Advanced digital features, autonomous vehicles and new auto safety legislation are all amongst the many “drivers” escalating the number of chips and technology found in next-generation automobiles. The wireless, connectivity, storage and security technologies needed for the internal and external vehicle communications in cars today and in the future, leverage technologies used in a data center—in fact, you could say the automobile is becoming—a Data Center on Wheels.
Here are some interesting data points supporting the evolution of the Data Center on Wheels:
- The National Highway Traffic Safety Administration (NHTSA) mandates that by May 2018, all new cars in the U.S. to have backup cameras. The agency reports that half of all new vehicles sold today already have backup cameras, showing widespread acceptance even without the NHTSA mandate.
- Some luxury brands provide panoramic 360-degree surround views using multiple cameras. NVIDIA, which made its claim to fame in graphics processing chips for computers and video games, is a leading provider in the backup and surround view digital platforms, translating its digital expertise into the hottest of new vehicle trends. At the latest 2017 International CES, NVIDIA showcased its latest NVIDIA PX2, an Artificial Intelligence (AI) Car Computer for Self-Driving Vehicles, which enables automakers and their tier 1 suppliers to accelerate production of automated and autonomous vehicles.
- According to an Intel presentation at CES reported in Network World, just one autonomous car will use 4,000GB (or 4 Terabytes) of data per day.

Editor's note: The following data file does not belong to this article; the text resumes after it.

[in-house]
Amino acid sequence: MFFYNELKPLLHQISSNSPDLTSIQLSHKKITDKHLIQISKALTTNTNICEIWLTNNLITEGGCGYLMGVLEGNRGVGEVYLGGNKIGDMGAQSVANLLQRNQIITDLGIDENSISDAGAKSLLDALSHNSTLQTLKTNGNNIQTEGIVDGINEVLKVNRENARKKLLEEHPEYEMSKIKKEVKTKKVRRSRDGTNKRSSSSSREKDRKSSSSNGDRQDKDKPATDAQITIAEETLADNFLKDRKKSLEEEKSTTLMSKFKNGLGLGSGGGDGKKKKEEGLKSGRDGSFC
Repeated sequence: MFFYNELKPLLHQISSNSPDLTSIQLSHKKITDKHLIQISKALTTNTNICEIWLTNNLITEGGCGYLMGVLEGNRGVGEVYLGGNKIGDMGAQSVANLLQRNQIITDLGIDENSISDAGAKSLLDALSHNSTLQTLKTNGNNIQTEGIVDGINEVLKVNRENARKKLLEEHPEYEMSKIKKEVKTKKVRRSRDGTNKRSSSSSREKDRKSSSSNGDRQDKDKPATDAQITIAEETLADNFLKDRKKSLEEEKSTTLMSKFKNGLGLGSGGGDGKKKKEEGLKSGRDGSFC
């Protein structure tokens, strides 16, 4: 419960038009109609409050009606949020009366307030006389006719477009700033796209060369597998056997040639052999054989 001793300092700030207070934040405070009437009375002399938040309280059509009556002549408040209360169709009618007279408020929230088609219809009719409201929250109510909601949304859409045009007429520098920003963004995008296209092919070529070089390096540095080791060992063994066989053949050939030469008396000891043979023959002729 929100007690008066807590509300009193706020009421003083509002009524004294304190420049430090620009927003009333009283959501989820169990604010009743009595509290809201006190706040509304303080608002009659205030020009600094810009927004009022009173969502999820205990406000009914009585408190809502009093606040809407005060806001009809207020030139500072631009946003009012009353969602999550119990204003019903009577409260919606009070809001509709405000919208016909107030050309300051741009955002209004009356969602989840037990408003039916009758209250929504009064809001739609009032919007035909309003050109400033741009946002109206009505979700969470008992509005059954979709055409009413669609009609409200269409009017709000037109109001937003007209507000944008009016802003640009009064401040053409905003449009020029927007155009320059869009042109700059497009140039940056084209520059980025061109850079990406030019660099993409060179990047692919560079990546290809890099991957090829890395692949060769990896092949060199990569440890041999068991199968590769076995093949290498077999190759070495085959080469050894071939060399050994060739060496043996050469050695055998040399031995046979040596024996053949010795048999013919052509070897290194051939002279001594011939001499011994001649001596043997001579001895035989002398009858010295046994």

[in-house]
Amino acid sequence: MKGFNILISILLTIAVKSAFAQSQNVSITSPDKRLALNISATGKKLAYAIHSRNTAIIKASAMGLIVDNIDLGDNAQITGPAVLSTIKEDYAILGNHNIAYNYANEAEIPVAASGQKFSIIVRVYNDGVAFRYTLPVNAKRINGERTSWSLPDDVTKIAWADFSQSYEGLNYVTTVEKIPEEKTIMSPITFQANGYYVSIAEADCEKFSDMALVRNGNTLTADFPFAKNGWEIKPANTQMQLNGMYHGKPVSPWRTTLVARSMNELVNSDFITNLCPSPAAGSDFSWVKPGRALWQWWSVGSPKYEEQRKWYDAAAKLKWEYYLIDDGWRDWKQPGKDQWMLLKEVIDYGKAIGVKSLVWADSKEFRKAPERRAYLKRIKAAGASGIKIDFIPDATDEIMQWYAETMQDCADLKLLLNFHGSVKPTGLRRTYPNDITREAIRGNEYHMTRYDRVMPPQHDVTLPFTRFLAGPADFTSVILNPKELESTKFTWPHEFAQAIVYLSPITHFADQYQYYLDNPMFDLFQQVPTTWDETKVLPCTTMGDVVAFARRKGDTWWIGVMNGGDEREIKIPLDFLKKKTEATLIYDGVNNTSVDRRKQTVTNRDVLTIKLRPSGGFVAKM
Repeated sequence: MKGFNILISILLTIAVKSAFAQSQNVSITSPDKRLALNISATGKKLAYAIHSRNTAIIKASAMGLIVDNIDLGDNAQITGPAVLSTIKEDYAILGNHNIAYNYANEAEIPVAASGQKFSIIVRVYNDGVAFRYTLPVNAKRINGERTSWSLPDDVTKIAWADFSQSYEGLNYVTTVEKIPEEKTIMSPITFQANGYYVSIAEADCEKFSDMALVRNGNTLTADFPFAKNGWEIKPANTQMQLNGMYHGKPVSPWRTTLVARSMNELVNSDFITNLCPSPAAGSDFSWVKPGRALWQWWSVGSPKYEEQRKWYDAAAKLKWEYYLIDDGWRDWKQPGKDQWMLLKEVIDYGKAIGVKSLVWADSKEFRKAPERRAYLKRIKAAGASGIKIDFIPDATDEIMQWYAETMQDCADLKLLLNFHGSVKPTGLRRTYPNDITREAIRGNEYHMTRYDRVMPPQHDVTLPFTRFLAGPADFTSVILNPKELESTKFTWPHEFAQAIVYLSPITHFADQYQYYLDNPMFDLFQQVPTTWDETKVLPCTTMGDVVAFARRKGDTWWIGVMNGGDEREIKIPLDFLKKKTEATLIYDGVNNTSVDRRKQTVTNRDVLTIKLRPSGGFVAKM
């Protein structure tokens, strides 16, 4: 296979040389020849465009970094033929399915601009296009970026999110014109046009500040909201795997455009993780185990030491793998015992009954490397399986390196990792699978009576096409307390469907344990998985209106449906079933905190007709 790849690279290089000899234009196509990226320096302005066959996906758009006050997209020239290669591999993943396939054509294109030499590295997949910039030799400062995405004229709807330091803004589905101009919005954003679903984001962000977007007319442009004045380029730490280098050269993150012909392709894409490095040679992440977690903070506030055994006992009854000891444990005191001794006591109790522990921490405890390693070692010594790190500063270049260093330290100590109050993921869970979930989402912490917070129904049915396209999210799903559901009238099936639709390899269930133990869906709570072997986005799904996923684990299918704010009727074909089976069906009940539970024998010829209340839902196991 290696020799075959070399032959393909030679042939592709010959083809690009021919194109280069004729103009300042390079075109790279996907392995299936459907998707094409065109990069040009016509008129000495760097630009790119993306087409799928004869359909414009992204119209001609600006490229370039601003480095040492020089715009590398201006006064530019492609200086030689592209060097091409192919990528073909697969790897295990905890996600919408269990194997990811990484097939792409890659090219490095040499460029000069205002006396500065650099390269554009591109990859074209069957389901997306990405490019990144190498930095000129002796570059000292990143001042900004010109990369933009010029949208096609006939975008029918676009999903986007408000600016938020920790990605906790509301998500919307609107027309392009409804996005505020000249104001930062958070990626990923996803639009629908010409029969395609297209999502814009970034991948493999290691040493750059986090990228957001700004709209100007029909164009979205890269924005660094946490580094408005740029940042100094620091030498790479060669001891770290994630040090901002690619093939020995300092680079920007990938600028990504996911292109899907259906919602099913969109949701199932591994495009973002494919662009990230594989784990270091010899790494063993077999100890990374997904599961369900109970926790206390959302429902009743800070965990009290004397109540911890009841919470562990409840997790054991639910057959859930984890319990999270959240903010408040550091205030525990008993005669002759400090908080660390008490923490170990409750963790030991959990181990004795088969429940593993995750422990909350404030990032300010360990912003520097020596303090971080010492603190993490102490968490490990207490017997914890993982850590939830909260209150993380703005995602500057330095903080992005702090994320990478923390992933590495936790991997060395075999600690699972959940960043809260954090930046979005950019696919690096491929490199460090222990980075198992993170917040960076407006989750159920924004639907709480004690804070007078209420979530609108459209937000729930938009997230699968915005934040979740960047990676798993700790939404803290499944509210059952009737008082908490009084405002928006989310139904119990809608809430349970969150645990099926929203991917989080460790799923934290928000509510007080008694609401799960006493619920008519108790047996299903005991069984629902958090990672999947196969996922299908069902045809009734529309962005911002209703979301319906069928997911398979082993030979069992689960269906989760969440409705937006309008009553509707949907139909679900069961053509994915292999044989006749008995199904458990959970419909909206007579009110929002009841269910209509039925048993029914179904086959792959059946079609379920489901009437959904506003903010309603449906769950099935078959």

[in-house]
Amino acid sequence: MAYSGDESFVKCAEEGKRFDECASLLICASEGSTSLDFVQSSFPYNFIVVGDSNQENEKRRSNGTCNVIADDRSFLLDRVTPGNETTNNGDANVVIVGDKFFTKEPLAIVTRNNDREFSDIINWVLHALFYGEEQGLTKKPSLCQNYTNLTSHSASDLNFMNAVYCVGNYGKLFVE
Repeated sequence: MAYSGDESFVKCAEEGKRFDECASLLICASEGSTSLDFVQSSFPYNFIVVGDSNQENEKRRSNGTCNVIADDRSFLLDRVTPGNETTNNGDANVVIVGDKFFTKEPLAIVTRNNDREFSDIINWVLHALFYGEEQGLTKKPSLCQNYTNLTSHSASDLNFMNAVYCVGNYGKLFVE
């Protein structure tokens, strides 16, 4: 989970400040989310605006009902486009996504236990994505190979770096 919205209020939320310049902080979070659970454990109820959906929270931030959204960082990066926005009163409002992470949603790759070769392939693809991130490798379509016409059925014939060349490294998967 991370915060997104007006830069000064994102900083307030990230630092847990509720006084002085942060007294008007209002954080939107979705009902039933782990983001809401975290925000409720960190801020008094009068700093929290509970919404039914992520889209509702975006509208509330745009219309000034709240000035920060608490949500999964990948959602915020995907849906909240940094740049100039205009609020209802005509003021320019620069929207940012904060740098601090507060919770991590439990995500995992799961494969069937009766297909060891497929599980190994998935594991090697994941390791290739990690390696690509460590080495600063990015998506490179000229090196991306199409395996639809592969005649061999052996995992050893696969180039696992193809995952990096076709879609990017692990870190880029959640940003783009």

- A January study by Strategy Analytics reported that by 2020, new cars are expected to have approximately 1,000 chips per vehicle.
Advanced Driver Assist Systems (ADAS), In-Vehicle Infotainment (IVI), autonomous vehicles—will rely on digital information streamed internally within the vehicle and externally from the vehicle to other vehicles or third-party services via chips, sensors, network and wireless connectivity. All of this data will need to be processed, stored or transmitted seamlessly and securely, because a LoJack® isn’t necessarily going to help with a car hack.
This is why auto makers are turning to the high tech and semiconductor industries to support the move to more digitized, automated cars. Semiconductor leaders in wireless, connectivity, storage, and networking are all being tapped to design and manage the Data Center on Wheels. For example, Marvell recently announced the first automotive grade system-on-chip (SoC)
that integrates the latest Wi-Fi, Bluetooth, vehicle-to-vehicle (V2V) and vehicle-to-infrastructure (V2I) capabilities. Another technology product being offered for automotive use is the InnoDisk SATA 3ME4 Solid-State Drive (SSD)
series. Originally designed for industrial systems integrations, these storage drives can withstand the varied temperature ranges of a car, as well as shock and vibration under rugged conditions. Both of these products integrate state-of-the-art encryption to not only keep and store information needed for data-driven vehicles, but keep that information secure from unwanted intrusion.
Marvell and others are working to form standards and adapt secure digital solutions in wireless, connectivity, networking and storage specifically for the automobile, which is even more paramount in self-driving vehicles. Current data center standards, such as Gigabit Ethernet are being developed for automobiles and the industry is stepping up to help make sure that these Data Centers on Wheels are not only safe, but secure.